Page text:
The judge presiding over the trial of Martha Stewart has dropped the most damaging charge, securities fraud, against the media and home decor tycoon.

Martha Stewart was accused of trying to deceive investors in her own media firm when she denied allegations that she had sold shares of the drug company, Imclone, based on insider information. Such activity is illegal and the prosecution argued that Ms. Stewart's comments were aimed at keeping up the stock price of her company, Martha Stewart Living Omni-Media.

Now U.S. District Judge Miriam Goldman Cedarbaum has thrown out the charge, which carried a potential 10 year prison sentence and a $1 million fine. Judge Cedarbaum said the evidence presented by the government was too weak to prove "criminal intent." In her 23-page ruling, Judge Cedarbaum said "no reasonable juror can find beyond a reasonable doubt that the defendant lied for the purpose of influencing the market value of the securities of her company."

Ms. Stewart's attorneys said in a statement that they were pleased with the judge's decision.

Fordham University Law Professor James Cohen says most legal experts expected the judge to dismiss what has been described as a novel use of the securities fraud charge. "The Securities Fraud statute was designed to cover more closely insider trading, that is when you trade based on insider information. And that is not the theory that the government used to show a fraud here," he said. "The theory that the government used here was that her protestations of innocence were done in order to keep the stock from falling or to maintain it or to make it grow and that is not a theory that has ever been adopted by a a court before."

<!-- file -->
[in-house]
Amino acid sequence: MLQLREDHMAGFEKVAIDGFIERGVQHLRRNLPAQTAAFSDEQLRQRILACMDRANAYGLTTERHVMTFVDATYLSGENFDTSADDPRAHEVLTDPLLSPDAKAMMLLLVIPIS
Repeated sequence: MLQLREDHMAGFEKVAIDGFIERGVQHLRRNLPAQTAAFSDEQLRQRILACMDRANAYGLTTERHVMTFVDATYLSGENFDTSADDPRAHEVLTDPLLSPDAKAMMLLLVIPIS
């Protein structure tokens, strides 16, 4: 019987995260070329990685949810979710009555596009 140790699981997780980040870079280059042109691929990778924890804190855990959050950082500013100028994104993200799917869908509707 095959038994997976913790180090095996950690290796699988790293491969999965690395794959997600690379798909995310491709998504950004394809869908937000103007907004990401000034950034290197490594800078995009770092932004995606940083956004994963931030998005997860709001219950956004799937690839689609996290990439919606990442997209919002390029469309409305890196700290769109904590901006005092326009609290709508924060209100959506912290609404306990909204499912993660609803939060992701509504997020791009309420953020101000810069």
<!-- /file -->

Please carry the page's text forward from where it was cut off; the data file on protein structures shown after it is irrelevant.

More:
Ironically, Mr. Cohen says dismissing the securities fraud charge could well help the government's case by allowing the jury to focus exclusively on the other counts. Ms. Stewart still faces charges of conspiracy, obstruction of justice and two counts of lying to investigators. If convicted, the she could receive up to five years in prison and a $250,000 fine.

Final arguments and jury deliberations are scheduled for next week.

Prosecutors argue that Ms. Stewart is lying when she says she had arranged in advance to sell about $200,000 worth of ImClone shares if the stock dropped to $60. The prosecution says the real reason she sold was that her broker Peter Bacanovic, told her ImClone founder Sam Waksal was selling off his own shares. Mr. Waksal is now serving a seven-year prison sentence on charges including securities fraud.